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Bad Brains
Bad Brains
Bad Brains
Genres: Alternative Rock, World Music, Pop, Rock
 
  •  Track Listings (16) - Disc #1

Legendary hardcore-punk album from 1982, considered the definitive landmark for breaking the NYC hardcore scene. All material on this CD was recorded at 171-A Studios, NYC, during August, September, and October 1981, excep...  more »

      
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CD Details

All Artists: Bad Brains
Title: Bad Brains
Members Wishing: 16
Total Copies: 0
Label: ROIR
Original Release Date: 1/1/1982
Re-Release Date: 3/19/1996
Album Type: Explicit Lyrics, Original recording reissued
Genres: Alternative Rock, World Music, Pop, Rock
Styles: Hardcore & Punk, American Alternative, Reggae
Number of Discs: 1
SwapaCD Credits: 1
UPC: 053436822326

Synopsis

Album Description
Legendary hardcore-punk album from 1982, considered the definitive landmark for breaking the NYC hardcore scene. All material on this CD was recorded at 171-A Studios, NYC, during August, September, and October 1981, except "Pay to Cum," "I Luv I Jah," "Jah Clling Dub" recorded live at 171-A on May 16, 1981. Liner Notes by Ira Kaplan. With Lyrics.

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CD Reviews

The best of Hardcore
Mark A. Carter | New York | 04/19/2006
(5 out of 5 stars)

"From lunatic speed/thrash/metal/punk hardcore to low-tempo reggae, this album is a frenzied mix of two styles with more hits than misses. You won't get any faster riffs than 'Don't need it' or 'Sailin on' & the drumming is just insane. Lyrics are sung so fast as to be indecipherable and are more like sonic accompaniment than lead vocals. All sneers, yelps and high-pitched wailing sung like a machine gun at breakneck speed. But what really sets this album apart is the musicianship on display. Every crazed lick seems deliberately placed and there are some truly awesome slower numbers like 'The Regulator' which are almost traditional classic rock. The reggae songs make a welcome change of pace & give you a chance to catch your breath before the next maniacal crescendo of sound assaults your ears. Great album. Lots of fun, energy and old-school oomph!"
And I thought I knew punk...
GaragePunkHippieMan42 | Detroit, the home of garage rock | 11/23/2004
(5 out of 5 stars)

"Well, to begin my story, I was a starry-eyed eighth grader who had recently discovered the Ramones. I thought they were so powerful, so fast, so destructive. Now, let's not get this mixed up. The Ramones are an excellent band, no doubt about it. But this...this was something more. I got this CD because I thought it was funny that four Rastas were in a punk band. I put the CD into my walkman, turned it on, and my ears began to bleed. This is the single greatest punk/hardcore album of all time, and I don't care what anyone says. People say "you can't understand what he's saying" and "all the songs sound the same" and "the recording quality's really bad", and I just wanna knock their teeth in. Bad Brains really invented everything that is hardcore and destructive about punk, and this album is the epitomy of hard rock. Give it a chance, and you will come to love this album."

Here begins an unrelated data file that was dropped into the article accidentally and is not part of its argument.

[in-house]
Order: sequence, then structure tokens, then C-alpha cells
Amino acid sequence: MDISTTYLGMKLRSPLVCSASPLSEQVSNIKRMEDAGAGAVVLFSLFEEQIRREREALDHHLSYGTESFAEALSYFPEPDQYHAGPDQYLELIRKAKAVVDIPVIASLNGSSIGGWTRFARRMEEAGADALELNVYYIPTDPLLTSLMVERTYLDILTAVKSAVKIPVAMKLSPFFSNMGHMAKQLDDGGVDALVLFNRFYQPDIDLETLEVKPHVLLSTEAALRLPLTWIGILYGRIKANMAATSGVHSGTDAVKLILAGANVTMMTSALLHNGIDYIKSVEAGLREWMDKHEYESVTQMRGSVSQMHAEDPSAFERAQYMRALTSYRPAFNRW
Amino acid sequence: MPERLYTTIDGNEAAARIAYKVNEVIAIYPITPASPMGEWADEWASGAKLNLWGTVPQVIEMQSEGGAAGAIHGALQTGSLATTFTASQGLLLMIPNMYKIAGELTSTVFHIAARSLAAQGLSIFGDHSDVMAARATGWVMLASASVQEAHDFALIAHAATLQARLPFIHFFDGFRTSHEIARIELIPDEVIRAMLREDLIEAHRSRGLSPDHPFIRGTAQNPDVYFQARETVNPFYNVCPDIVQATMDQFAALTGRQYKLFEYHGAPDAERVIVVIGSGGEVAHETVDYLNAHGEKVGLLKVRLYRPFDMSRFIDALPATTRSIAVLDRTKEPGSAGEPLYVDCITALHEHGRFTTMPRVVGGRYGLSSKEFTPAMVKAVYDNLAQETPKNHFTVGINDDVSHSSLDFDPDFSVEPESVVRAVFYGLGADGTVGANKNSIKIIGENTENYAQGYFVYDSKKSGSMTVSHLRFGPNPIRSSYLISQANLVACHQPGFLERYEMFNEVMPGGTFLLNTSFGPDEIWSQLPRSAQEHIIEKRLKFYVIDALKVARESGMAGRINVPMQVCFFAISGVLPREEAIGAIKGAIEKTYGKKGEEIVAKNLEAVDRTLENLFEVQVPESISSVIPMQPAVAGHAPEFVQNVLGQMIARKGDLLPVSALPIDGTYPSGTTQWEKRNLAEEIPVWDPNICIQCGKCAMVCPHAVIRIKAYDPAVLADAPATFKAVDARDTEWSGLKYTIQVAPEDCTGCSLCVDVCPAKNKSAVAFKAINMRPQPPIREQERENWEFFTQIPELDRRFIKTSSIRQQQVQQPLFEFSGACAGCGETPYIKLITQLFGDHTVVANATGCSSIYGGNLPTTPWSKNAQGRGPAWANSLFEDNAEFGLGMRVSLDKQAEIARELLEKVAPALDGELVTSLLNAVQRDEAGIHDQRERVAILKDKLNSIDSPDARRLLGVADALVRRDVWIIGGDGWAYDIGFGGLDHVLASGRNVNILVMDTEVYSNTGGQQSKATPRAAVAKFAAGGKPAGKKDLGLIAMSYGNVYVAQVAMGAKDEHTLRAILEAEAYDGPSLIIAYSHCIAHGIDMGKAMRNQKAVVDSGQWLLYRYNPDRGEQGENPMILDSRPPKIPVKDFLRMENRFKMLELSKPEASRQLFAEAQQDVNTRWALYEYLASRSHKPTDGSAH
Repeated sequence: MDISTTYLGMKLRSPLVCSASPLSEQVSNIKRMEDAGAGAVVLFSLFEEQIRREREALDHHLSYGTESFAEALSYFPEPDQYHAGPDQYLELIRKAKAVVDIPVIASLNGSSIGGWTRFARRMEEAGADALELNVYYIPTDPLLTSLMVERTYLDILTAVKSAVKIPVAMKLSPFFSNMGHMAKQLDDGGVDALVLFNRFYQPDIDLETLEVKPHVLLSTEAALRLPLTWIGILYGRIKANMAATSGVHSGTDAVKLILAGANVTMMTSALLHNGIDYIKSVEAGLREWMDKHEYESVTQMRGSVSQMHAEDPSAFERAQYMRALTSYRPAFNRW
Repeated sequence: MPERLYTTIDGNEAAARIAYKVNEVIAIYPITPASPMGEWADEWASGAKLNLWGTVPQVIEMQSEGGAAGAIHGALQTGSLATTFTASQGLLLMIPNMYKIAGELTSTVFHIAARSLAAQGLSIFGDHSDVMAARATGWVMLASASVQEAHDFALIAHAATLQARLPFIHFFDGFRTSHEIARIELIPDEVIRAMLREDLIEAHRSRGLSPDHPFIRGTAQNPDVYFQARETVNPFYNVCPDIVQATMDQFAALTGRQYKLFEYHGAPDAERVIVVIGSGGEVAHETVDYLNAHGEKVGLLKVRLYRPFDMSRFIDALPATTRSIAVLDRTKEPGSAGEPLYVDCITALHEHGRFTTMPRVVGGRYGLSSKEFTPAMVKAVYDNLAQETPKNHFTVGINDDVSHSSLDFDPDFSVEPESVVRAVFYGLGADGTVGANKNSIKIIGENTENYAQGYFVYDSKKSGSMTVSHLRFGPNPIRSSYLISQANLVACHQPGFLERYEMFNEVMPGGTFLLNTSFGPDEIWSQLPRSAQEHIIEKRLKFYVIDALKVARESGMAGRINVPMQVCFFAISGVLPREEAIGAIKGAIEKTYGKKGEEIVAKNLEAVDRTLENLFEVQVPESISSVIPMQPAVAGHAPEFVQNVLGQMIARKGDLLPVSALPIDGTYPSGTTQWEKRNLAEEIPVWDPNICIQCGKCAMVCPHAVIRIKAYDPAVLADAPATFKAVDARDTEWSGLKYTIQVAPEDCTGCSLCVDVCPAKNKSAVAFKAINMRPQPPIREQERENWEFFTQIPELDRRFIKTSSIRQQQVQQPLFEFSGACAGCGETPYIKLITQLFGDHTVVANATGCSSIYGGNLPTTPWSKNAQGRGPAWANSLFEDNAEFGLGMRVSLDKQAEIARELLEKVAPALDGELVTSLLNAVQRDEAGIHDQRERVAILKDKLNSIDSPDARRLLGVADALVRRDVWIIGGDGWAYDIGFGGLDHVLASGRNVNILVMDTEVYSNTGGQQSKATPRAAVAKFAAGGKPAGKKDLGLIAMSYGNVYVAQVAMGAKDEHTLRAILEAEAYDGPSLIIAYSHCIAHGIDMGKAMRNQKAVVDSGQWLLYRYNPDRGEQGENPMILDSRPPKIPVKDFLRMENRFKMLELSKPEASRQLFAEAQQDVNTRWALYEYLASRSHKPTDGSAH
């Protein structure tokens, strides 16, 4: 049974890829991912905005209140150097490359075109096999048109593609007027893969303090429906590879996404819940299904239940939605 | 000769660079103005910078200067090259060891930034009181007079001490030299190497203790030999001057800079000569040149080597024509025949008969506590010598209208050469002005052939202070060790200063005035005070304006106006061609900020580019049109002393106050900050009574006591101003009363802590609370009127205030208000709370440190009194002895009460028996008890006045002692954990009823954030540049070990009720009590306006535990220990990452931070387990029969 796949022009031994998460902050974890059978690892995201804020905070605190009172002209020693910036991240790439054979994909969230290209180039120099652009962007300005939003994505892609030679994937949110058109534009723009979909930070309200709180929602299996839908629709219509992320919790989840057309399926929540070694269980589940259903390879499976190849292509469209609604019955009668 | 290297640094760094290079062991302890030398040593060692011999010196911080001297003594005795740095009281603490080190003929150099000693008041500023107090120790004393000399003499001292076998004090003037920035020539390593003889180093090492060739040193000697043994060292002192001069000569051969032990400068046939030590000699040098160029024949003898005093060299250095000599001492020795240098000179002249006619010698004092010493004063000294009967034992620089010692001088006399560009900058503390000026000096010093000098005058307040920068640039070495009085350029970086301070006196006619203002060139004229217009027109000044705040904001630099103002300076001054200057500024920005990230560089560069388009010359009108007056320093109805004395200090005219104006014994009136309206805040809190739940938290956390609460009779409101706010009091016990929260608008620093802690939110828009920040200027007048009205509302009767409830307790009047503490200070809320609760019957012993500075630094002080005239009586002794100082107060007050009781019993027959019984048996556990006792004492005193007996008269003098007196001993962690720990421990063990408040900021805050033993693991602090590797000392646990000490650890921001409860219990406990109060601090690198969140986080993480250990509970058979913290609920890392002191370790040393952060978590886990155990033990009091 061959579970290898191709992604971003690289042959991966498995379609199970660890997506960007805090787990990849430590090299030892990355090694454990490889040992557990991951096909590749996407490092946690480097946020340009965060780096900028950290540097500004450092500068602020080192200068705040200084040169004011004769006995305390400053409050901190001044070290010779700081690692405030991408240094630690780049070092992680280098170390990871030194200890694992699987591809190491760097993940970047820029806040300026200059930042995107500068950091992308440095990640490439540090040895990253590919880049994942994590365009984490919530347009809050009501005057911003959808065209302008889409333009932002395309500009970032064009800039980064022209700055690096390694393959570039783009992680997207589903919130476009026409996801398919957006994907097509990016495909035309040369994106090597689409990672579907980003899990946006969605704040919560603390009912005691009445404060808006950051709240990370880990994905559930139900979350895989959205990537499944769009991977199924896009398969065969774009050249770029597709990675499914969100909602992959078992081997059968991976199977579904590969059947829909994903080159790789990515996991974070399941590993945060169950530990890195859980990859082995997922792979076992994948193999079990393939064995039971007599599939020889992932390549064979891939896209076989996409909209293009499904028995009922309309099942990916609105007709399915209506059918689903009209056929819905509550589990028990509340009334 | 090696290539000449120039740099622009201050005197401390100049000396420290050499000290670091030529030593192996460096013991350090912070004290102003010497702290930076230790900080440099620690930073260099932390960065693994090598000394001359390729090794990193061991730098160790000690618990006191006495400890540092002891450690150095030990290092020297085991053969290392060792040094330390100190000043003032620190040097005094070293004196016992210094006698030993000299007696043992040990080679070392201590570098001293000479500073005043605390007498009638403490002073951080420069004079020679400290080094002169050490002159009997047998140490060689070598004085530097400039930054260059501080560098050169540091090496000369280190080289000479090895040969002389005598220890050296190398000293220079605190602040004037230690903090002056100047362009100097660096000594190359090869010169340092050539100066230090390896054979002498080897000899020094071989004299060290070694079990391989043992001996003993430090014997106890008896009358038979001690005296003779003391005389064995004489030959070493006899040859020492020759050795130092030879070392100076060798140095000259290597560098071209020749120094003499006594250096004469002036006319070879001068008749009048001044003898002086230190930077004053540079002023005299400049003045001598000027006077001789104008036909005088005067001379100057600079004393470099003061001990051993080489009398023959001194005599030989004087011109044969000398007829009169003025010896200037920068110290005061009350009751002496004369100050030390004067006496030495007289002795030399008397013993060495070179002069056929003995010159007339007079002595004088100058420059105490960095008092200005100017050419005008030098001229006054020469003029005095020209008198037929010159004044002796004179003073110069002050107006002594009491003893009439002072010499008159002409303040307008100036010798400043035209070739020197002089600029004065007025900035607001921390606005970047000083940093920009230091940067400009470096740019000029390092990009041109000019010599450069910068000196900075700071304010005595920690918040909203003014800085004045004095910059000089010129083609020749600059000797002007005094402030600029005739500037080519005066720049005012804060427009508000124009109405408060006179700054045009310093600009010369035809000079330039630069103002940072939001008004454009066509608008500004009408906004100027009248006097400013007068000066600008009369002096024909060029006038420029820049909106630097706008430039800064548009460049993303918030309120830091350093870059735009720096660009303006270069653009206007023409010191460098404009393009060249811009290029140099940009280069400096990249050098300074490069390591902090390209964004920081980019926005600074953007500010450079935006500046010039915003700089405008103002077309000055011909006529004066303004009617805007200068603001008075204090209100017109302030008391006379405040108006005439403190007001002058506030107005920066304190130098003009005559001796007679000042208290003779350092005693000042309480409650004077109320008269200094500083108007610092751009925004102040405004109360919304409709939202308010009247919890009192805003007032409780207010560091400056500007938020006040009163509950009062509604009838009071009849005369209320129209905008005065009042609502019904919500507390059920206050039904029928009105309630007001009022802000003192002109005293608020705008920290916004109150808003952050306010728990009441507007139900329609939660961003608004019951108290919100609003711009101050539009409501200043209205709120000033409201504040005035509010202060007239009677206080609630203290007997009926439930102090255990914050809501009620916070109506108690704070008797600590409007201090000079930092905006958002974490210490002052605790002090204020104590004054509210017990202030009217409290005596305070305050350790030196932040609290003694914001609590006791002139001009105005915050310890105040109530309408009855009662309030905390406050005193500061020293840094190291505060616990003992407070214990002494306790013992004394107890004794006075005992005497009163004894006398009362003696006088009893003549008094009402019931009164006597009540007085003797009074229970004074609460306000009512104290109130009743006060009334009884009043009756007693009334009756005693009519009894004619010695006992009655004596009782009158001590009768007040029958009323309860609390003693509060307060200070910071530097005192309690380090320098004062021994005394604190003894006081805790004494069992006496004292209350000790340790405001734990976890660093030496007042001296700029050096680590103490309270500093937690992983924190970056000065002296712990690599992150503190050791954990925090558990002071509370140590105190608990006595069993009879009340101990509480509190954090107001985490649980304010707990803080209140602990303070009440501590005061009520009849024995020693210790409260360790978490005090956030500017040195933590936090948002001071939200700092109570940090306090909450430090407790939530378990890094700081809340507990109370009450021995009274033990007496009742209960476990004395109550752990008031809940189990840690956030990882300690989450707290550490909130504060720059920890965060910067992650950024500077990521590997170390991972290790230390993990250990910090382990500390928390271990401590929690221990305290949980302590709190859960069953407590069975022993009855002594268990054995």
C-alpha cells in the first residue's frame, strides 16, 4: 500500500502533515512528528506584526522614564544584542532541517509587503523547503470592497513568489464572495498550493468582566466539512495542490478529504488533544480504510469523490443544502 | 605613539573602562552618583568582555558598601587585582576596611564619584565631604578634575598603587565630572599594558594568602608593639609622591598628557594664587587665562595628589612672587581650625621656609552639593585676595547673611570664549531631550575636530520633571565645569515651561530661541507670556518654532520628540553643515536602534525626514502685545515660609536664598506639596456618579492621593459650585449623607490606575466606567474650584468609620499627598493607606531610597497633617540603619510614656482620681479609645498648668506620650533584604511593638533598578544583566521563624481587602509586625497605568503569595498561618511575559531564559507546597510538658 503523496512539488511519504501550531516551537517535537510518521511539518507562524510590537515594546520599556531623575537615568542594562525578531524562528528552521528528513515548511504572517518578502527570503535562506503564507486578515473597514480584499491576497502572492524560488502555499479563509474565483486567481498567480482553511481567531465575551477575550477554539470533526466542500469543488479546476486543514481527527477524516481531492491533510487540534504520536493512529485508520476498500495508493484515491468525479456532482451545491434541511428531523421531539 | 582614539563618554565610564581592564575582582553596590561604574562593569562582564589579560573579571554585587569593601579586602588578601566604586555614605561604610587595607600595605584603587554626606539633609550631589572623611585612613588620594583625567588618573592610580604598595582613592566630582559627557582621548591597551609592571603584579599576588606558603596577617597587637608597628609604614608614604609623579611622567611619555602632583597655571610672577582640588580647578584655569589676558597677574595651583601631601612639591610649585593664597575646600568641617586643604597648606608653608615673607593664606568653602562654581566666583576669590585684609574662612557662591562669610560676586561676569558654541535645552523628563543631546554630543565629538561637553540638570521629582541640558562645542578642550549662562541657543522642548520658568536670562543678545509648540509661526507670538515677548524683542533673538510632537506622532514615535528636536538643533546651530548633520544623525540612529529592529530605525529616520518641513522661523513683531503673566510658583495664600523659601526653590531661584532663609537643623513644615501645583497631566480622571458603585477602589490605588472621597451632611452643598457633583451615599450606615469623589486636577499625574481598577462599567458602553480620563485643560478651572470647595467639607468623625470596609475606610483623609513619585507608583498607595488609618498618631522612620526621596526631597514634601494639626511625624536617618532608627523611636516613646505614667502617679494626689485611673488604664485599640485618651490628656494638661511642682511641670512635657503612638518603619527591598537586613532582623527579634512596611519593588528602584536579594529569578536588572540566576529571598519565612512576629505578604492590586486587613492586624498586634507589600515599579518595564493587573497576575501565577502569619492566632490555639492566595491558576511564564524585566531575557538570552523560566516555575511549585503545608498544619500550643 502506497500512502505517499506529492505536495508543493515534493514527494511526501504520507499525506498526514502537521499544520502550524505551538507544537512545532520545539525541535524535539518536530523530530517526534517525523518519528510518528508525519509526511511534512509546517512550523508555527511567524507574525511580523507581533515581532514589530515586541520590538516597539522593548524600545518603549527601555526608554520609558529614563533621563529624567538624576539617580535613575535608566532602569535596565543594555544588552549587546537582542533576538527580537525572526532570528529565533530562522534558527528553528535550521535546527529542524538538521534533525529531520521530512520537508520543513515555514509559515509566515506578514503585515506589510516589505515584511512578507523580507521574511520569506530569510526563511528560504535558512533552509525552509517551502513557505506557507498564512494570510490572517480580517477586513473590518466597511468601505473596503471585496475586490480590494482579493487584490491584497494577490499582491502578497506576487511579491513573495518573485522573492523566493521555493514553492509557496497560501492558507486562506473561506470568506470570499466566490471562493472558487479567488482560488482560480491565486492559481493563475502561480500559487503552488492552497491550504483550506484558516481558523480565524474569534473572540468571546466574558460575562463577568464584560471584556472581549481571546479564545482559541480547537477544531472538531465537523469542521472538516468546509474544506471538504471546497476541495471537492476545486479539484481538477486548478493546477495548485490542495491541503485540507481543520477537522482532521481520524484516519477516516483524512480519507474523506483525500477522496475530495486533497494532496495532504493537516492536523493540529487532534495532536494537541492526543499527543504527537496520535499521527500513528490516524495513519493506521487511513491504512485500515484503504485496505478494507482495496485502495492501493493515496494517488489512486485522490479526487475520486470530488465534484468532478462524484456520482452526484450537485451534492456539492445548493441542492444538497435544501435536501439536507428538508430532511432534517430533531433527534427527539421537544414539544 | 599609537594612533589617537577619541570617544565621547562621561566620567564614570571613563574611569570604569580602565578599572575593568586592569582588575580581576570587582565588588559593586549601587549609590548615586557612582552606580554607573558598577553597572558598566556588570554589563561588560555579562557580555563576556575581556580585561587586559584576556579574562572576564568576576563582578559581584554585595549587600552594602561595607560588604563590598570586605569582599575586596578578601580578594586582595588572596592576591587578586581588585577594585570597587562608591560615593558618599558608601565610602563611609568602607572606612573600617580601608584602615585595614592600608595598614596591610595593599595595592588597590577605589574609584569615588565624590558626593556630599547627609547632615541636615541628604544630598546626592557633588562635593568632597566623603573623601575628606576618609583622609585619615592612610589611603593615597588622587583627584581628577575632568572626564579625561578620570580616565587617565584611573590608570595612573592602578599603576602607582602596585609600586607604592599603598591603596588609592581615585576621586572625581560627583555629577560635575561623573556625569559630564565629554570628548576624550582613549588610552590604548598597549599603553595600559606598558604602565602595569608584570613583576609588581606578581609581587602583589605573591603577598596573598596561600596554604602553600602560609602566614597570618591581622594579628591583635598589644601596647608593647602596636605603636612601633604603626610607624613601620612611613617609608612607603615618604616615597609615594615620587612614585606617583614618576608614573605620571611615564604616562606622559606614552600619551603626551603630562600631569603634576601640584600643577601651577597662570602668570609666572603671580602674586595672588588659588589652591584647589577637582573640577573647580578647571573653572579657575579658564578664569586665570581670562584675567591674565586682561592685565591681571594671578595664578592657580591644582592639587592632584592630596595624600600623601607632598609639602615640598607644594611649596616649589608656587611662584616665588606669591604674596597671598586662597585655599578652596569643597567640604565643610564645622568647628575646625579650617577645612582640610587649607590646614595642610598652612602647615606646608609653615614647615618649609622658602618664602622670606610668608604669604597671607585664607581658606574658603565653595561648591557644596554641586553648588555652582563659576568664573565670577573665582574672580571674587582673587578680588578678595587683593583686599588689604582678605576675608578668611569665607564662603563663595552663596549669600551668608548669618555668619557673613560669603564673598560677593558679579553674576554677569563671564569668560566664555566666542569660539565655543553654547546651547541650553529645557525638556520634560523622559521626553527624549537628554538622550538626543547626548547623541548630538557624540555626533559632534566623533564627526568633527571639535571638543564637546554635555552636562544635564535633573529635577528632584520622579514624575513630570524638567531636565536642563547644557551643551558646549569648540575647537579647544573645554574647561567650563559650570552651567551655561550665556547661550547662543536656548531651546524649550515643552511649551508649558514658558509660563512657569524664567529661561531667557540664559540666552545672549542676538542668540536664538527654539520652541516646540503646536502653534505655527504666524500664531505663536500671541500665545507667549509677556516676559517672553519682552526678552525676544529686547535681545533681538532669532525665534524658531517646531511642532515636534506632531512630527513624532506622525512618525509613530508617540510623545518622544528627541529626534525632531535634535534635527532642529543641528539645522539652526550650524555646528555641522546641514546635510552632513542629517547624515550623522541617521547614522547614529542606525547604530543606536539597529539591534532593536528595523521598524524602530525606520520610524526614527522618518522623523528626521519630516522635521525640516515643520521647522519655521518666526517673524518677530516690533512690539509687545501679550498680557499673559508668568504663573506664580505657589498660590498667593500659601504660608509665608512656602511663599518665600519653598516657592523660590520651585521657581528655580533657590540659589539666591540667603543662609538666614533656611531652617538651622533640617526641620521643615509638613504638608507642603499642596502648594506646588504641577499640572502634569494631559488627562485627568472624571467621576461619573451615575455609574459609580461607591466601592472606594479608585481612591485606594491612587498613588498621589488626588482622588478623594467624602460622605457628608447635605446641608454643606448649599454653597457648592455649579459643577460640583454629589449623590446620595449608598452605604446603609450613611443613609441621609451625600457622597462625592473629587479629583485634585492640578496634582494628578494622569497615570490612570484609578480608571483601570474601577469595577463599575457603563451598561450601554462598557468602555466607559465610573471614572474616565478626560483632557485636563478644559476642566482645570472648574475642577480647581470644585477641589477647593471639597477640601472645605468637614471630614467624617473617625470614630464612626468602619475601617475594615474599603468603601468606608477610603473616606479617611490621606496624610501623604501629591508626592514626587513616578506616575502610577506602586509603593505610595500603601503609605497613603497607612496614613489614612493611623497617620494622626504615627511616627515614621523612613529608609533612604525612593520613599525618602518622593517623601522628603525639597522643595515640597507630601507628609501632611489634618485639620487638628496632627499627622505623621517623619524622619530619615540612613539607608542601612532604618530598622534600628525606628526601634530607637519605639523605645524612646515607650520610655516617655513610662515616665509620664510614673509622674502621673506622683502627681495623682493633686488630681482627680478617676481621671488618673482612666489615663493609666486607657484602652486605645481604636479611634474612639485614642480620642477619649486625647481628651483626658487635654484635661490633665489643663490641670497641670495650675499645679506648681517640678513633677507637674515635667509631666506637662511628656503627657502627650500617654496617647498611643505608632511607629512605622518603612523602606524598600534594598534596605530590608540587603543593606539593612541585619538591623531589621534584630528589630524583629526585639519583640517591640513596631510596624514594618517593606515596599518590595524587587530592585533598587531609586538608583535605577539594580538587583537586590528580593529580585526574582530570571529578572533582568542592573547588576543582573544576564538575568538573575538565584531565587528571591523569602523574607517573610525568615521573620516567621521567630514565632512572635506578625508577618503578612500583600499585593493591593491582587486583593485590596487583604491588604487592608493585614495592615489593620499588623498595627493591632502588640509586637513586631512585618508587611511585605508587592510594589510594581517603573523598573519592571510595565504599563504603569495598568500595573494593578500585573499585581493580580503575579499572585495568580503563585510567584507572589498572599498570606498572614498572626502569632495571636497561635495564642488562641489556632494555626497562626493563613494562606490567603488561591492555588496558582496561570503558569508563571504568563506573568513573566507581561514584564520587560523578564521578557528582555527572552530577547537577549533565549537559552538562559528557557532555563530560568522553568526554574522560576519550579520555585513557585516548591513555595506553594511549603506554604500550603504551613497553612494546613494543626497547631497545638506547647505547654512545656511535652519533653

Hardest of the Hard
pancho | Canada | 08/30/2004
(5 out of 5 stars)

"Before I bought this record, I had read about Bad Brains and thought I knew what they were all about. Nothing, however, could prepare me for the brutal reality of this monumental album. Shivers ran up my spine, my gut twisted in knots, and all I could do was sit there until it was over. A stunning lesson on the power of experience.What makes these four men and their music great? They absolutely defy convention, like the Rolling Stones, The Who, Led Zeppelin and the Sex Pistols before them. A group of rastafarians from D.C. influenced by white boys from Britain and a little place called Queens? Crazy fast and loud songs interspersed with reggae segues? Their eclectic mix of influences and unconventional messages work because they really believe in what they say and do. Their timing and placement of songs on the record are also flawless, keeping constant tension on the listener and always delivering.I am a big fan of HR's lyrics, which mix the political fire of the Clash with the spiritual and emancipation facets of the gemstone that is Bob Marley. Occasionally at odds with the words, the music simply did not belong in the pop culture environment of the early 80's. This pleases me, because the less people that like a band, the more personal they seem to their fans. I'm not saying any further expansion of the Brains' fan base is prohibited, but anyone without a real appreciation of music need not apply. No complaining about unpolished prodution, either, because that does not matter one iota if the music has real feeling.What else can be said of the band that birthed hardcore? They are the most intense musicians you are ever likely to hear in this lifetime, unless there is a revolution in the recording industry. I will not rant about the RIAA or the multitude of poseurs out there today, nor will I praise illegal downloading, which woke up the industry but also scared artists into holes of uninspiring dreck. I will say that it is a sad state of affairs that new artists wander into today, burying creativity under sales charts, and the attitude of the general public sucks as well. Money is not everything!Regardless, if you buy this record, prepare to have your mind blown and your world shaken. Oh, and don't crank your stereo if you have complaining neighbors, because I can guarantee that this will make their day. Have a blast!"